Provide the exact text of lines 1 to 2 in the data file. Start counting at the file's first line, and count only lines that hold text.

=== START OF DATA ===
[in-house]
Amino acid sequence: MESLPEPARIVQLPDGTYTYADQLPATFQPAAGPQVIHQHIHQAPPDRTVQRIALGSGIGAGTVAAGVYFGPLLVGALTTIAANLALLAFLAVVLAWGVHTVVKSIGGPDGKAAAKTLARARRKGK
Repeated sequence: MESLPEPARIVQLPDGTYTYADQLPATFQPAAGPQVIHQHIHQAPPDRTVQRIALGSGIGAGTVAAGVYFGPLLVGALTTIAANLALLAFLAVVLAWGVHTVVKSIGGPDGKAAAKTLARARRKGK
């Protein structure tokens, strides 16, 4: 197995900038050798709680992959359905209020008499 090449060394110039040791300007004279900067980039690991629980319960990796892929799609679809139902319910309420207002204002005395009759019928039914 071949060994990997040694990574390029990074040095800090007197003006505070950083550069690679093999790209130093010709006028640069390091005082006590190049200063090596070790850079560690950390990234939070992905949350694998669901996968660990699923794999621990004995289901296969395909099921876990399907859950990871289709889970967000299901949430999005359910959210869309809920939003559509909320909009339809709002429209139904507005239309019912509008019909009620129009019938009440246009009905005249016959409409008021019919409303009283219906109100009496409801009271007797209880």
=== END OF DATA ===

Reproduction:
[in-house]
Amino acid sequence: MESLPEPARIVQLPDGTYTYADQLPATFQPAAGPQVIHQHIHQAPPDRTVQRIALGSGIGAGTVAAGVYFGPLLVGALTTIAANLALLAFLAVVLAWGVHTVVKSIGGPDGKAAAKTLARARRKGK